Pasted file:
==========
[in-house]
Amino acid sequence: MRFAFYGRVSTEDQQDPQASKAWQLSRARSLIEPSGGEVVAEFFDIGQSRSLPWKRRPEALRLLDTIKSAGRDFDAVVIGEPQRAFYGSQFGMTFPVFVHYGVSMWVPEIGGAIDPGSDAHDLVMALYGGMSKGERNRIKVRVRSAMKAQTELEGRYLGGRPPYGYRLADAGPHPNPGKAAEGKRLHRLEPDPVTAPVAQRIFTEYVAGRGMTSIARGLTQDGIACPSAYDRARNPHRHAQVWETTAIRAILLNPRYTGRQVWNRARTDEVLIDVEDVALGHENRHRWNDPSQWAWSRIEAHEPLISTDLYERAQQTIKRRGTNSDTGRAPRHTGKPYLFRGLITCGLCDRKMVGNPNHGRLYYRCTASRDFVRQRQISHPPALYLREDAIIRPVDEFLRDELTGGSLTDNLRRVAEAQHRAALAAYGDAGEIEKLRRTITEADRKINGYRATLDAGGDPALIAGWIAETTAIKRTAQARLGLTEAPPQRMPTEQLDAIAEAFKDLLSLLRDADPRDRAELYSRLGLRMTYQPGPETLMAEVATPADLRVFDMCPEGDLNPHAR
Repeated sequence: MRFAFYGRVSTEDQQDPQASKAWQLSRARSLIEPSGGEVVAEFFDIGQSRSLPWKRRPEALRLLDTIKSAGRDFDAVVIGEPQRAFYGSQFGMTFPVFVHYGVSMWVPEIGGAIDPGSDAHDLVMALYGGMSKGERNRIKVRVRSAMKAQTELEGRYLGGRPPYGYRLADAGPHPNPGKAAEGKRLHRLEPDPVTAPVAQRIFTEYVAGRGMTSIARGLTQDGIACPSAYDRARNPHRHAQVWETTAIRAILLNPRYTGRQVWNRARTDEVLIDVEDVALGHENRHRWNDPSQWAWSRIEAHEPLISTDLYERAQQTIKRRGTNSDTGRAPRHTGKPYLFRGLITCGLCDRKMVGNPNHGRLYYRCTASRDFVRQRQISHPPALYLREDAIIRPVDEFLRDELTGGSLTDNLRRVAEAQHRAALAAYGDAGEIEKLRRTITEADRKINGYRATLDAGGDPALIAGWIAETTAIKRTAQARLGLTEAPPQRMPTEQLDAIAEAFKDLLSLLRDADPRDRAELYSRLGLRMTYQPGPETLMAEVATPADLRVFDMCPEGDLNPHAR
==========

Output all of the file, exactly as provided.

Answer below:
[in-house]
Amino acid sequence: MRFAFYGRVSTEDQQDPQASKAWQLSRARSLIEPSGGEVVAEFFDIGQSRSLPWKRRPEALRLLDTIKSAGRDFDAVVIGEPQRAFYGSQFGMTFPVFVHYGVSMWVPEIGGAIDPGSDAHDLVMALYGGMSKGERNRIKVRVRSAMKAQTELEGRYLGGRPPYGYRLADAGPHPNPGKAAEGKRLHRLEPDPVTAPVAQRIFTEYVAGRGMTSIARGLTQDGIACPSAYDRARNPHRHAQVWETTAIRAILLNPRYTGRQVWNRARTDEVLIDVEDVALGHENRHRWNDPSQWAWSRIEAHEPLISTDLYERAQQTIKRRGTNSDTGRAPRHTGKPYLFRGLITCGLCDRKMVGNPNHGRLYYRCTASRDFVRQRQISHPPALYLREDAIIRPVDEFLRDELTGGSLTDNLRRVAEAQHRAALAAYGDAGEIEKLRRTITEADRKINGYRATLDAGGDPALIAGWIAETTAIKRTAQARLGLTEAPPQRMPTEQLDAIAEAFKDLLSLLRDADPRDRAELYSRLGLRMTYQPGPETLMAEVATPADLRVFDMCPEGDLNPHAR
Repeated sequence: MRFAFYGRVSTEDQQDPQASKAWQLSRARSLIEPSGGEVVAEFFDIGQSRSLPWKRRPEALRLLDTIKSAGRDFDAVVIGEPQRAFYGSQFGMTFPVFVHYGVSMWVPEIGGAIDPGSDAHDLVMALYGGMSKGERNRIKVRVRSAMKAQTELEGRYLGGRPPYGYRLADAGPHPNPGKAAEGKRLHRLEPDPVTAPVAQRIFTEYVAGRGMTSIARGLTQDGIACPSAYDRARNPHRHAQVWETTAIRAILLNPRYTGRQVWNRARTDEVLIDVEDVALGHENRHRWNDPSQWAWSRIEAHEPLISTDLYERAQQTIKRRGTNSDTGRAPRHTGKPYLFRGLITCGLCDRKMVGNPNHGRLYYRCTASRDFVRQRQISHPPALYLREDAIIRPVDEFLRDELTGGSLTDNLRRVAEAQHRAALAAYGDAGEIEKLRRTITEADRKINGYRATLDAGGDPALIAGWIAETTAIKRTAQARLGLTEAPPQRMPTEQLDAIAEAFKDLLSLLRDADPRDRAELYSRLGLRMTYQPGPETLMAEVATPADLRVFDMCPEGDLNPHAR